Prices on tax-exempt bonds crumbled under the weight of March seasonal factors, softer Treasuries, and a risk on trade that persisted throughout the week.
“The traditional March - April seasonal issues of our market were very apparent this week,” said Steve McLaughlin, senior vice president at R. Seelaus & Co. “Historically, March and April overall are tough months for performance and distribution.”
He added the benchmark scales have a downward basis and look for evaluations to recalibrate.
In the primary market, deals were somewhat well received though many yields were increased in repricings. High quality deals received better attention, according to traders.
“In the primary market, all in all, high quality deals moved well,” McLaughlin added, noting the interesting structure on Maryland general obligation bonds came with two maturities in the belly of the curve with 4% coupons and 2021 calls. “This attracted attention and was priced wide to historical spreads to Municipal Market Data curve.”
The bellwether for the market, $680.6 million of Maryland GOs, was priced Wednesday to yield as much as four basis points cheaper than Tuesday’s MMD scale. The overall market weakened by as much as seven basis points that day.
“Given Maryland’s exposure to sequester cuts, with its significant levels of federal employment and procurement programs, the sale was watched as a gauge of market concern over the impact of spending reductions on municipal issuers,” wrote Alan Schankel, managing director at Janney Capital Markets. “On balance, the sale was well received with spreads to the benchmarks in line with past sales, indicating that the state’s underlying strong credit metrics alleviated concern over the impact of federal spending reductions.”
Other deals didn’t fare as well. Connecticut sold almost $200 million of GOs for institutions Wednesday. Yields inside 2024 were steady from retail pricing Tuesday but were increased as much as 18 basis points on the long end during the institutional order period.
In the secondary market, interdealer business picked up. “Interdealer was significant and block size high grades with some type special characteristics still presented value and generated nice going away business,” McLaughlin said.
According to the Municipal Securities Rulemaking Board, there was significant activity throughout most of the trading session.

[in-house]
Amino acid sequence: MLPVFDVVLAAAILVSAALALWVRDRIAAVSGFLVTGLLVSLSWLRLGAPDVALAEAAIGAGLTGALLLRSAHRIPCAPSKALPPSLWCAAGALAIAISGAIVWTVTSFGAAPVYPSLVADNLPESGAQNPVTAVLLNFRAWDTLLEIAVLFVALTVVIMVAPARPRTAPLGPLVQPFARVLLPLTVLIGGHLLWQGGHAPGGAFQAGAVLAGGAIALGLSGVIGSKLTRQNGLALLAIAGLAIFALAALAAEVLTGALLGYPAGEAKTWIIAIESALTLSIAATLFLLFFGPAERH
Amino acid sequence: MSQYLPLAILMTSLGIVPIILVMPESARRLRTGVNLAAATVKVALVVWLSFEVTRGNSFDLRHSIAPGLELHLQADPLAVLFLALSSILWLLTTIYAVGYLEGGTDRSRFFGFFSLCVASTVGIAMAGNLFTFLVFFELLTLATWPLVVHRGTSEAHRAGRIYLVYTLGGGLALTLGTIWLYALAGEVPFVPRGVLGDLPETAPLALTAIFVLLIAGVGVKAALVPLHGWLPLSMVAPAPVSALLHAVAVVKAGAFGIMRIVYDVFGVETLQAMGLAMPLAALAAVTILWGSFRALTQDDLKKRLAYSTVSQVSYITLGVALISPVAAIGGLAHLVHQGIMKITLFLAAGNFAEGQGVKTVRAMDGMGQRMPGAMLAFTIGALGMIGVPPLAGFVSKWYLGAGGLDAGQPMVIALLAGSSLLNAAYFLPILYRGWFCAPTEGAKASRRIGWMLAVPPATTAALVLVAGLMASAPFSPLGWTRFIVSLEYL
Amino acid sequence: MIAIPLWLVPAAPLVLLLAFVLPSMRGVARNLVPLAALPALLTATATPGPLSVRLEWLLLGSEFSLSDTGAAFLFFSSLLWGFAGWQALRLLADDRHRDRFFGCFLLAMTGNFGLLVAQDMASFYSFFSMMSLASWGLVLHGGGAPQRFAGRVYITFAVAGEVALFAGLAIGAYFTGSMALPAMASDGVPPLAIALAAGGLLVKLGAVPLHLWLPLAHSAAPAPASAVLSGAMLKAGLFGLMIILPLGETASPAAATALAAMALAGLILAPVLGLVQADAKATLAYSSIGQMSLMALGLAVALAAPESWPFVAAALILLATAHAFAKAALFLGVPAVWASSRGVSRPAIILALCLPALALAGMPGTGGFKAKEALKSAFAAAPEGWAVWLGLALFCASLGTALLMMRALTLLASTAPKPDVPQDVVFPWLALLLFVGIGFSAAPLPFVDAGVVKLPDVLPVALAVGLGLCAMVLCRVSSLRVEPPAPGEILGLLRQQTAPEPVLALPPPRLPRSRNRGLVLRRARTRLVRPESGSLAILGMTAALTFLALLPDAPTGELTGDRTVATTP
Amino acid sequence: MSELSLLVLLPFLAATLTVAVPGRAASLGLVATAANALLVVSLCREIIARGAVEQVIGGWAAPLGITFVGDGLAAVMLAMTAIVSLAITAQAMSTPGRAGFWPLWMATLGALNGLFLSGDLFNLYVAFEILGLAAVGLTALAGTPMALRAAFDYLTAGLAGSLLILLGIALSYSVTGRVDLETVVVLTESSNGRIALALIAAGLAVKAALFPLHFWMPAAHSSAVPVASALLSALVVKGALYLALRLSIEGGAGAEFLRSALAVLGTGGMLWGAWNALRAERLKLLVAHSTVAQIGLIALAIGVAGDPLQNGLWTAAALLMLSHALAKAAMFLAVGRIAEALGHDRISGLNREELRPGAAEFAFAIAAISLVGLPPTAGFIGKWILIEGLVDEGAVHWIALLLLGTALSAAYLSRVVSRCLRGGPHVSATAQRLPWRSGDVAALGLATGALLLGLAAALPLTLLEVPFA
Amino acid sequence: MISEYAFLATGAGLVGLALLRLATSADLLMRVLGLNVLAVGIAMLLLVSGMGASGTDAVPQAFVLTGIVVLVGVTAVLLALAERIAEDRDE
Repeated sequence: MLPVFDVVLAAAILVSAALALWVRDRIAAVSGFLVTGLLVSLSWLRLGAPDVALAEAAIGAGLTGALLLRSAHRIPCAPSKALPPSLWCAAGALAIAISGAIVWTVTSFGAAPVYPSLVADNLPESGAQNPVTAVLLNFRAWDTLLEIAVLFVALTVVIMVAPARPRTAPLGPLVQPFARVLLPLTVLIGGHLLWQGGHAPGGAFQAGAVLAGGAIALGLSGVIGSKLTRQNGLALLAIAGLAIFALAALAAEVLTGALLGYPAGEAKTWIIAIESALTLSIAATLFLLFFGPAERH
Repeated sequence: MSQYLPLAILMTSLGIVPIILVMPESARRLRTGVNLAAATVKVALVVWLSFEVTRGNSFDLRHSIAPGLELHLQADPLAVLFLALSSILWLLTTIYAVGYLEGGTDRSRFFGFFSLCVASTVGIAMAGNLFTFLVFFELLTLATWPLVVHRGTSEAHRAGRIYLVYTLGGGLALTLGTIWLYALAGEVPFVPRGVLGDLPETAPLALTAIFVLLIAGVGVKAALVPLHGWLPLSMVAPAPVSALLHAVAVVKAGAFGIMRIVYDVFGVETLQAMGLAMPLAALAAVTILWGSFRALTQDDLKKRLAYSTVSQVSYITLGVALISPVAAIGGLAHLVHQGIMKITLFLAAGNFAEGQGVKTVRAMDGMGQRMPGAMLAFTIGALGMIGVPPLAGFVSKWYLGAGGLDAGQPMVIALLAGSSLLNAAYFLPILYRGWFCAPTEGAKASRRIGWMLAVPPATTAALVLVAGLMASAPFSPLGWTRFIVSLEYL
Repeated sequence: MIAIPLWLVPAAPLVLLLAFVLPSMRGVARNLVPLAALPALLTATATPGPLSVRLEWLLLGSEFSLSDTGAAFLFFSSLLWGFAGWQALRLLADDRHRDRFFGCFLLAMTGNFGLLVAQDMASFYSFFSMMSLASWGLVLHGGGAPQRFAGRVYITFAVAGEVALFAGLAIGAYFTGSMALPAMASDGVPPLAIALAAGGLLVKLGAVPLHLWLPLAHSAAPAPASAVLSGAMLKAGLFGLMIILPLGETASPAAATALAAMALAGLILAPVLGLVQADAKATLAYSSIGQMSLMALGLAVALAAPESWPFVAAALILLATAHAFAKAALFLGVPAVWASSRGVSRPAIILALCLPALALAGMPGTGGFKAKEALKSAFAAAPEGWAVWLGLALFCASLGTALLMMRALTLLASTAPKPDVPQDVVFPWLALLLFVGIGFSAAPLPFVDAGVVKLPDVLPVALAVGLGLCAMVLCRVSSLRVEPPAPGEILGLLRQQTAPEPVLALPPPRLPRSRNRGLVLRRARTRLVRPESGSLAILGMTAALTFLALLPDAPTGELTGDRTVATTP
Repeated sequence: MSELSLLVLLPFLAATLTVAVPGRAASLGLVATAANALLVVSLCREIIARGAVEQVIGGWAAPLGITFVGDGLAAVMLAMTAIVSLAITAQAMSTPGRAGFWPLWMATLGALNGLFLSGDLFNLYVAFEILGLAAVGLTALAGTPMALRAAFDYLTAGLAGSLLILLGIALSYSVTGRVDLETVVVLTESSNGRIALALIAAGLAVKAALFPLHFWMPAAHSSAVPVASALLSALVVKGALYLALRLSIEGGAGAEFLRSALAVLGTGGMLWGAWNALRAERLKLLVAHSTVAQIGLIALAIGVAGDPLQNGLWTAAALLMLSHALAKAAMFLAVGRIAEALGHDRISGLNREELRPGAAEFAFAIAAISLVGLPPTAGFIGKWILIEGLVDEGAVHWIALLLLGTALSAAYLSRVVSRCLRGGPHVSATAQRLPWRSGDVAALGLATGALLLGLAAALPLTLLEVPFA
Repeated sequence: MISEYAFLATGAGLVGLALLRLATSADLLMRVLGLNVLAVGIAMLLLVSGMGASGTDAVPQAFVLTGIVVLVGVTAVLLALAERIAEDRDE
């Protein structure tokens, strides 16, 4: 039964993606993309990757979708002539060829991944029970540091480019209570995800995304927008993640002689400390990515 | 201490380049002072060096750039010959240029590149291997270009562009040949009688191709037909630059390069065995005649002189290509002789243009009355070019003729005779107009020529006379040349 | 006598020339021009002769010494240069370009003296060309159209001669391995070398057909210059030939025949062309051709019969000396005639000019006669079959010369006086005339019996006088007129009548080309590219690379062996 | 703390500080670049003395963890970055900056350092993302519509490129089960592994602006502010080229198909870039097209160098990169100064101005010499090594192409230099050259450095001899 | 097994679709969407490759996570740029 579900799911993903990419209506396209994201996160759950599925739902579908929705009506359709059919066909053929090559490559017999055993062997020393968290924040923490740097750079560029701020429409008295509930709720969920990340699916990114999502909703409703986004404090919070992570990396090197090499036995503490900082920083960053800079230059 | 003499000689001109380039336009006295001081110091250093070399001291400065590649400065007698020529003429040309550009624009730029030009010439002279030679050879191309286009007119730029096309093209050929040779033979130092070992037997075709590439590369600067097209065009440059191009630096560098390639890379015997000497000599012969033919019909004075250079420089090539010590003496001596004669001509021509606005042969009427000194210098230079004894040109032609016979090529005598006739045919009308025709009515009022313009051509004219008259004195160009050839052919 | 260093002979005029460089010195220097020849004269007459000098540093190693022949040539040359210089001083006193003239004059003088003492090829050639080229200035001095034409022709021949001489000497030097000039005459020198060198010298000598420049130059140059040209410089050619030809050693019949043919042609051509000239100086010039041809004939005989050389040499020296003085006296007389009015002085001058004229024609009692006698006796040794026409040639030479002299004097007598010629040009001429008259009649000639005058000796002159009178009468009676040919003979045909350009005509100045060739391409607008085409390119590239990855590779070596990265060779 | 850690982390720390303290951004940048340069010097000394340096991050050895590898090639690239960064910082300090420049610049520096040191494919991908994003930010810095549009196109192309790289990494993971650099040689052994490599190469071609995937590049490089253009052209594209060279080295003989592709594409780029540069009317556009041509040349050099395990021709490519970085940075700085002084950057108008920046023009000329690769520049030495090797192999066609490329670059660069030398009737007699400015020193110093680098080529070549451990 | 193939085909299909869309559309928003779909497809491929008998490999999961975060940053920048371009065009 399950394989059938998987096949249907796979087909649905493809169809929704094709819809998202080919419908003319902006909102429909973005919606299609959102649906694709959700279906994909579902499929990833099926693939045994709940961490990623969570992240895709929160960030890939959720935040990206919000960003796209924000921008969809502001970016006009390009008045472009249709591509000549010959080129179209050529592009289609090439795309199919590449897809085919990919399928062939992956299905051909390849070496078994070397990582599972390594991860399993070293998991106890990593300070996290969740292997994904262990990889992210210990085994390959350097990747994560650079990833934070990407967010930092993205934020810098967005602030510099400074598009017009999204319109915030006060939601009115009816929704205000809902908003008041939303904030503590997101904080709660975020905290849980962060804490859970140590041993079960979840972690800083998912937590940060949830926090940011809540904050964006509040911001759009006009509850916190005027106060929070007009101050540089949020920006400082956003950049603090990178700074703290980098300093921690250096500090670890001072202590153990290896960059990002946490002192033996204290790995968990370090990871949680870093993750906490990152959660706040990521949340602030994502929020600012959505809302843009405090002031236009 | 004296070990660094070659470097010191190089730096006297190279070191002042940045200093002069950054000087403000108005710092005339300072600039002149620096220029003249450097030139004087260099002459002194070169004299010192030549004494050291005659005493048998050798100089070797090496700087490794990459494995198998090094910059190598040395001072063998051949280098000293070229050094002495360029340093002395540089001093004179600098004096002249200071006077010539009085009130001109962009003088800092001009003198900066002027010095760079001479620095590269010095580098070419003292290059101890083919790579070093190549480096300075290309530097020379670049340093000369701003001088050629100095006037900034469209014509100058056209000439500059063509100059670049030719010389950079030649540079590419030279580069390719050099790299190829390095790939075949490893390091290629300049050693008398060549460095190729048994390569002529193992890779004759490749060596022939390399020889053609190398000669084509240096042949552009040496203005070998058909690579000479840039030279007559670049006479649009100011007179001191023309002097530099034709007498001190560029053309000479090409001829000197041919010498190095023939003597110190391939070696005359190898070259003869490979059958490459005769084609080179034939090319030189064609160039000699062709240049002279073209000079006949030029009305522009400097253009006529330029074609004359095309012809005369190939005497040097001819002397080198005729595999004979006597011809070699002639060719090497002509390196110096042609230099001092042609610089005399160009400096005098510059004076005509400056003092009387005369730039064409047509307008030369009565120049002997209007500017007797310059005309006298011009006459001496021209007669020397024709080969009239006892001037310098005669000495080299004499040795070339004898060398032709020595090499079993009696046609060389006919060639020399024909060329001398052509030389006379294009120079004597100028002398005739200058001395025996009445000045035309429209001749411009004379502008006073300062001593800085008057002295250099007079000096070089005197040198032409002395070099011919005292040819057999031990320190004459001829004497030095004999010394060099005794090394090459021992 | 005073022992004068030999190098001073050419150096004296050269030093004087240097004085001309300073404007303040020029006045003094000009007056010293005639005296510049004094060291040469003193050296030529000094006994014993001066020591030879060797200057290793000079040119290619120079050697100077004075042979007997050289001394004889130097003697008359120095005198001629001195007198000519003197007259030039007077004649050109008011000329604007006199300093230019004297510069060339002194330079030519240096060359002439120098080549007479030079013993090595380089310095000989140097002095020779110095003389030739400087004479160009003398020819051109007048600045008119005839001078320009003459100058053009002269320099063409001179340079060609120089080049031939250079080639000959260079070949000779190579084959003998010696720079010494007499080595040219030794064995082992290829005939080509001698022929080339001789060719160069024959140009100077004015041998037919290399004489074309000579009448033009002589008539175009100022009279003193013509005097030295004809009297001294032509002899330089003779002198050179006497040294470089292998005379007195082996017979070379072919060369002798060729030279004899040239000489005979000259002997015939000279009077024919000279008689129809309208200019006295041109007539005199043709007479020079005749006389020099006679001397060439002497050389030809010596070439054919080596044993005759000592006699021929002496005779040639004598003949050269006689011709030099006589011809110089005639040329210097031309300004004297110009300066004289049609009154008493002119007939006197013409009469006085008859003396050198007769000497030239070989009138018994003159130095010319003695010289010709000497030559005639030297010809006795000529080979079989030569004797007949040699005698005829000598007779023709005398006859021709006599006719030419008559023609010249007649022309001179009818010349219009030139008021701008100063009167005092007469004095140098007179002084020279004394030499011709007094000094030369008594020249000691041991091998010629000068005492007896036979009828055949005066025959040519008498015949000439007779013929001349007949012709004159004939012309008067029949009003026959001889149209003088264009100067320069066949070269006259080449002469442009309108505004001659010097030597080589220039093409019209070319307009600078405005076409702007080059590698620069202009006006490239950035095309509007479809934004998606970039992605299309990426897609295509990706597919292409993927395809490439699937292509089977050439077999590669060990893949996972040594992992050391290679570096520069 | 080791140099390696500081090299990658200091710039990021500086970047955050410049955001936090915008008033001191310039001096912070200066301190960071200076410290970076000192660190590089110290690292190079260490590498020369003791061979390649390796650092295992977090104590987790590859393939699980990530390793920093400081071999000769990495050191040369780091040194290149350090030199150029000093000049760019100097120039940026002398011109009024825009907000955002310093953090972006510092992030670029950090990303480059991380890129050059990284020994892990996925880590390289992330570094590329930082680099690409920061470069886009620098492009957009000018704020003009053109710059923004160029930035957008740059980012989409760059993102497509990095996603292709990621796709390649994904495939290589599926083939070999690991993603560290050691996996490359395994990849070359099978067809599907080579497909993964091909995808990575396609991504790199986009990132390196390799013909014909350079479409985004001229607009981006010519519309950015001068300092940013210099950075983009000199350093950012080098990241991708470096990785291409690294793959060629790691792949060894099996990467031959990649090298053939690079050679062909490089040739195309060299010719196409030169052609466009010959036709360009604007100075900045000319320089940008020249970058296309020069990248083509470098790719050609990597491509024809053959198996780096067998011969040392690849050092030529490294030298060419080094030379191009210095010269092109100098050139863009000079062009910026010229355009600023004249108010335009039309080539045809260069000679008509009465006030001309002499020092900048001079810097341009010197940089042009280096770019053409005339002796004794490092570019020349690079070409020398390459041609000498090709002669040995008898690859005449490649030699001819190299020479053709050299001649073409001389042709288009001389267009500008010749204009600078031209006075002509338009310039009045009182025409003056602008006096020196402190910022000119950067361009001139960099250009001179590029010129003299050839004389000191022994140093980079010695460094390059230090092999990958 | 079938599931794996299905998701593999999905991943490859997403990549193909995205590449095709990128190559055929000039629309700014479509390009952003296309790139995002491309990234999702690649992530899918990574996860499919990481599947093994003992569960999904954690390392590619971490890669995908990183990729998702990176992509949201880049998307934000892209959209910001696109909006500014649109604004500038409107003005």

On Monday, there were 38,977 trades, down only slightly from the 30-day average of 39,231 trades. Par amount traded was $9.596 billion, just off the 30-day average of $10.892 billion.
By Tuesday, activity picked up significantly. There were 43,830 trades, up from the 30-day average of 39,577 trades. Par amount traded came in at $9.271 billion, down just slightly from the 30-day average of $10.857 billion.
On Wednesday, there were 43,777 trades, up significantly from the 30-day average of 39,784 trades. Par amount traded was $11.169 billion, higher than the 30-day average of $10.944 billion.
On Thursday, there were 42,395 trades, up from the 30-day average of 39,900. Par amount traded was $11.176 billion, up from the 30-day average of $10.972 billion.
In retail trades of under 100 bonds — or $100,000 par value — secondary activity was stronger this week than last week, according to data from BondDesk Group.
There were 62,199 buy trades for the week ending March 6 compared to the previous week’s 62,180 buy trades. The number of buy trades was also higher this week than the previous five weeks. Sell trades were also up significantly to 36,831 versus the previous week’s 35,767 trades. The number of sell trades was higher than the previous five weeks.
The ratio of buy trades to sell trades came in at 1.7; the ratio has been 1.6 or 1.7 for the previous five weeks.
Dollar volume traded was about on par this week as the previous week. There were $1.751 billion buy trades for the week ending March 6 compared to the $1.752 billion buy trades for the week before. Sell trades were also on par at $1.087 billion versus the previous week’s $1.060 billion sell trades.
The ratio of buy trades to sell trades in dollar amount came in on par with previous weeks at 1.6.
Overall for the week, yields jumped across the curve according to muni benchmark scales.
Through Thursday, the 10-year Municipal Market Data triple-A GO yield soared 16 basis points to 1.94% while the 30-year yield jumped 12 basis points to 3.02%. The two-year was steady for the week at 0.31%.
Yields on the Municipal Market Advisors 5% coupon triple-A benchmark scale also jumped. Through Thursday, the 10-year yield spiked up 11 basis points to 1.93% while the 30-year yield rose 10 basis points to 3.08%. The two-year was steady at 0.33%.
Treasury yields moved significantly higher this week. Through Friday afternoon, the benchmark 10-year yield jumped 21 basis points to 2.06% while the 30-year yield soared 19 basis points to 3.26%. The two-year yield jumped two basis points for the week to 0.27%.